A Deep Dive into Secure Messaging Technology
As laptops, smartphones and other personal devices become the norm in our hyper-connected world, it's no surprise that secure messaging has been gaining ground in the healthcare industry. Secure messaging technology enables healthcare staff to communicate via secure platforms to maintain compliance with HIPAA, HiTech Act and Joint Commission requirements.
Without a secure messaging solution in place, many providers may resort to texting about patient care via SMS or other unsecured channels, risking HIPAA violations, data breaches and fines. Considering the steadily-rising threat of hospital data breaches, the amount of protected patient health information going through these unsecured channels is an issue that needs to be addressed. Although adoption rates at U.S. hospitals are still fairly low — as of this year, adoption is just over 8 percent — secure messaging is a technology that will likely become an essential tool for coordinating patient care moving forward.
Technology Deep Dive: Secure Messaging
Low Adoption Rates Mean High Potential for Vendors
HIMSS Analytics began tracking secure messaging as one of our 200+ technologies in Logic in 2016, and we've seen adoption rates steadily rise. There's still a tremendous amount of greenspace in secure messaging right now, offering ample opportunity for vendors looking to break into this market. For vendors seeking growth opportunities, it's important to note that the secure messaging market share is led by Epic (35.96 percent), Imprivata (16.08 percent), Spok (14.33 percent) and Cerner Corporation (12.57 percent).
The question then shifts to which hospitals are really ready to buy?
Purchase Plans and High Prospective Buyer Score (PBS) Indicate a Growing Market
Eleven U.S. healthcare delivery organizations have indicated they have purchase plans to buy a secure messaging technologies, either for the first time or as a replacement for their existing solution, and many U.S. hospitals seem likely to buy in the near future. Currently, 123 hospitals have a Prospective Buyer Score of 4 or 5, the highest star-rankings organizations can have, indicating higher propensity to purchase according to the proprietary peer-comparative algorithms of HIMSS Analytics. Vendors have immense potential in this market, one that is difficult to ignore.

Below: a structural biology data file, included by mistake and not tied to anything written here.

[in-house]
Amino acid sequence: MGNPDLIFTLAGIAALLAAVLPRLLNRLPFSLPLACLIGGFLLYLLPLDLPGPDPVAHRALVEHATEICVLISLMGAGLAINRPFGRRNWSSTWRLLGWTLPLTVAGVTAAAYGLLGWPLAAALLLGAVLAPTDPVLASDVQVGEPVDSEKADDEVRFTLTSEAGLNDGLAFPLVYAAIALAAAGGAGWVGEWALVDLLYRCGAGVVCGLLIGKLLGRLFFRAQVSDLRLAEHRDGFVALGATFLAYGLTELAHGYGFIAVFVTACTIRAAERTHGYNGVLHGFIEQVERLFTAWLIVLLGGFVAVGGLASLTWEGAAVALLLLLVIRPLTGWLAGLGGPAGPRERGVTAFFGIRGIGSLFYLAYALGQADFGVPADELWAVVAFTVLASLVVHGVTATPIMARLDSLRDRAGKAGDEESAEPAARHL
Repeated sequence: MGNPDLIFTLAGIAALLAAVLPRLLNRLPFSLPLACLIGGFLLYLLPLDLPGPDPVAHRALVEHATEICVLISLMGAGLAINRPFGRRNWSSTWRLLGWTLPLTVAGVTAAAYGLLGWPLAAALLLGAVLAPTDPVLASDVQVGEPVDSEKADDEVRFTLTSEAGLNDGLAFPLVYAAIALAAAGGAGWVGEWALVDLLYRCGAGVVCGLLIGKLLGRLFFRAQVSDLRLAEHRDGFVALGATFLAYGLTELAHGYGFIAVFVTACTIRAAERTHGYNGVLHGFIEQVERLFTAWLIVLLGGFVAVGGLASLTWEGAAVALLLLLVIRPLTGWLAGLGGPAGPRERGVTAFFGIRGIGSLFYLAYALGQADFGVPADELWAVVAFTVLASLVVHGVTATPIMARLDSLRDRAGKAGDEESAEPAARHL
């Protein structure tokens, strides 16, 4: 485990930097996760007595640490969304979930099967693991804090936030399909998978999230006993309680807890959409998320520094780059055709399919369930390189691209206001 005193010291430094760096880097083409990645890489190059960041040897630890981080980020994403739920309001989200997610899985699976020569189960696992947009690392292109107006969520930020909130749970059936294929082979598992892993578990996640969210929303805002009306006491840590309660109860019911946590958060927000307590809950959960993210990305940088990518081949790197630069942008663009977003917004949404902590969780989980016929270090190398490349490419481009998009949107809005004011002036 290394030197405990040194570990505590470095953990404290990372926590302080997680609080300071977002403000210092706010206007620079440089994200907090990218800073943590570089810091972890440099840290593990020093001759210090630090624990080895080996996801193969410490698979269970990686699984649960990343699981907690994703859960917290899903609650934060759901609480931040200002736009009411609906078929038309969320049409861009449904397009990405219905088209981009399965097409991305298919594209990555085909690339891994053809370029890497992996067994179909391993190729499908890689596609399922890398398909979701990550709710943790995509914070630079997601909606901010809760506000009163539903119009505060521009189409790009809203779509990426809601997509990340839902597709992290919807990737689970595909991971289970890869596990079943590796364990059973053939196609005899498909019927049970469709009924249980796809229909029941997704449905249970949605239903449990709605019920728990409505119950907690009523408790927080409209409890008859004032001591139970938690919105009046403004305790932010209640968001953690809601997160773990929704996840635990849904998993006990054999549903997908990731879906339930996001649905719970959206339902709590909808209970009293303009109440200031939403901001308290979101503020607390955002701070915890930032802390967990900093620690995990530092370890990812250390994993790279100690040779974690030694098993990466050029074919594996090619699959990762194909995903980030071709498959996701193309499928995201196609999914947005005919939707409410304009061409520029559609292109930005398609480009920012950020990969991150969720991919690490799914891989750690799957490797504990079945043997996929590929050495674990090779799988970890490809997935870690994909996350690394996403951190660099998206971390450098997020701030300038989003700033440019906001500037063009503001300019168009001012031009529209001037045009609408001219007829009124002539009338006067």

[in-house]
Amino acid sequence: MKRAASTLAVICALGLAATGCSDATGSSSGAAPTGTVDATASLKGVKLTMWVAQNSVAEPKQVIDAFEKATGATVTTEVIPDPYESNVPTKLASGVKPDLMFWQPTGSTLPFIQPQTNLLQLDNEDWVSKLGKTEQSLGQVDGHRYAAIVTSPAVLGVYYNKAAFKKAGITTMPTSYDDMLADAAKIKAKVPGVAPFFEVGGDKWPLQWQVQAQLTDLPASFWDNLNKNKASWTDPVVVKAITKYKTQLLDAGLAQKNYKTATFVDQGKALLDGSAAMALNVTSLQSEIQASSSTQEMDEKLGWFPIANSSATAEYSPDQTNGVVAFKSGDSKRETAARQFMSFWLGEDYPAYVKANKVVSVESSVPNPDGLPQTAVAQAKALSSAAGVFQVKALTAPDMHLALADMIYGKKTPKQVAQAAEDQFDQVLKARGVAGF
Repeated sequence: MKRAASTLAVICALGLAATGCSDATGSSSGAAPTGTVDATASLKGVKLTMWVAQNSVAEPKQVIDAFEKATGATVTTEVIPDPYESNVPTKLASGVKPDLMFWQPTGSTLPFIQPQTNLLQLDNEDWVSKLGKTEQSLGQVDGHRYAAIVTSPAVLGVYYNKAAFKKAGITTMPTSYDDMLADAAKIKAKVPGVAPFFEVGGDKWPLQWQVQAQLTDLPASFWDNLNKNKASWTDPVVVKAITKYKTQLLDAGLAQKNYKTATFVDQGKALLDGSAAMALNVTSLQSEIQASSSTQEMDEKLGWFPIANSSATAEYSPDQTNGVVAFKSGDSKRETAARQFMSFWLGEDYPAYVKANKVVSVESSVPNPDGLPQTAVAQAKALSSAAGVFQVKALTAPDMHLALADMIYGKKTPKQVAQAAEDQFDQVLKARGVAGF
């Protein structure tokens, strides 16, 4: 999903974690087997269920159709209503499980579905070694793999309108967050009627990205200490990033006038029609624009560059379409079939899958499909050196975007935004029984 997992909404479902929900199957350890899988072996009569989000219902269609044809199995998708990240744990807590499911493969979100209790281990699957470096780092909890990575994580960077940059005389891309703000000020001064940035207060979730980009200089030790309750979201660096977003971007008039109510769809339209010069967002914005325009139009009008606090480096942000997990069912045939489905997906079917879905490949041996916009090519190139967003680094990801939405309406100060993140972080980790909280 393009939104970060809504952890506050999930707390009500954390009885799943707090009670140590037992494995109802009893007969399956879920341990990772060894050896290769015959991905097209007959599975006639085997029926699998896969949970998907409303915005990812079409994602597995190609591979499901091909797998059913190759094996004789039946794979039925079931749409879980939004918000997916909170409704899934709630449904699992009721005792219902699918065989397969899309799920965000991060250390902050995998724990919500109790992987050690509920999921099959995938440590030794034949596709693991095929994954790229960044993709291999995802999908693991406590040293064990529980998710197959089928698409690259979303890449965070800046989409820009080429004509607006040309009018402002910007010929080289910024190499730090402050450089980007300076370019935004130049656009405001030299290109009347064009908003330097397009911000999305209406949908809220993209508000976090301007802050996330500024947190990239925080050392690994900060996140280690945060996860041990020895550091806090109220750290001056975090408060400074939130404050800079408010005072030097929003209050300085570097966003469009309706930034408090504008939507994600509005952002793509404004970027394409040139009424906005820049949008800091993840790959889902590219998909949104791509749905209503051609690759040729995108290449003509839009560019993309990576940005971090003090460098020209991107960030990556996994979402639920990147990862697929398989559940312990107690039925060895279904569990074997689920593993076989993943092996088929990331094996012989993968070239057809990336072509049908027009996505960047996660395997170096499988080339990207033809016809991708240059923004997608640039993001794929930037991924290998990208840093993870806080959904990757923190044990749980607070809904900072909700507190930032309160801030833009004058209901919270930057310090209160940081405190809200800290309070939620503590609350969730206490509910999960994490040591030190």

In the past, EHR vendors have not integrated secure messaging very successfully. Now, vendors have the opportunity for matching their other solutions with secure messaging and offering it as a bolt-on solution to providers. Providers should be able to discern important, life-or-death alerts from ones that are merely informational. To prevent gaps in clinical communication, there shouldn't be much downtime in the implementation period either.
Secure Messaging Installation Led by Small, Not-for-Profit Hospitals
The vast majority of U.S. hospitals with installed or plans for secure messaging solutions are small, Not-for-Profit organizations. Just over 70 percent of the hospitals with installed or planned secure messaging technology have 250 beds or less, and only 16 of these 477 hospitals are For-Profit.
There could be several reasons. One of which may be that smaller hospitals are at the sweet spot for adopting new technology; in larger hospitals, it's more difficult to gain buy-in for new technology because most decisions are made by a committee. Smaller hospitals, on the other hand, tend to have fewer decision makers.
Additionally, there are differences between Not-for-Profit and For-Profit hospitals. For-Profit hospitals, for example, have to straddle the line between providing excellent patient care and turning a profit. They may not see secure messaging technology as a priority, because it doesn't have an obvious, immediate impact on the bottom line — but when the risk is being hit with a HIPAA fine and scarring the hospital's reputation due to a data breach, it may be cheaper to invest in secure messaging sooner rather than later.
The Security and Privacy of PHI is Everyone's Responsibility
Nothing's likely to change regarding people's propensity for using their personal devices at work. In this digital age, it's a fact of life. Regardless, providers can't make the mistake of texting protected health information without thinking about compliance; it's a dangerous, fineable offense.
The rise in data breaches is increasing the focus on securing patient data, and secure messaging technology is a key component of that. Along with secure messaging, Bring Your Own Device (BYOD) policies should be implemented to avoid further security risks. As communication technology becomes increasingly close and convenient, it becomes the responsibility of everyone involved — not just IT personnel — to take the privacy and security of patient data into mind.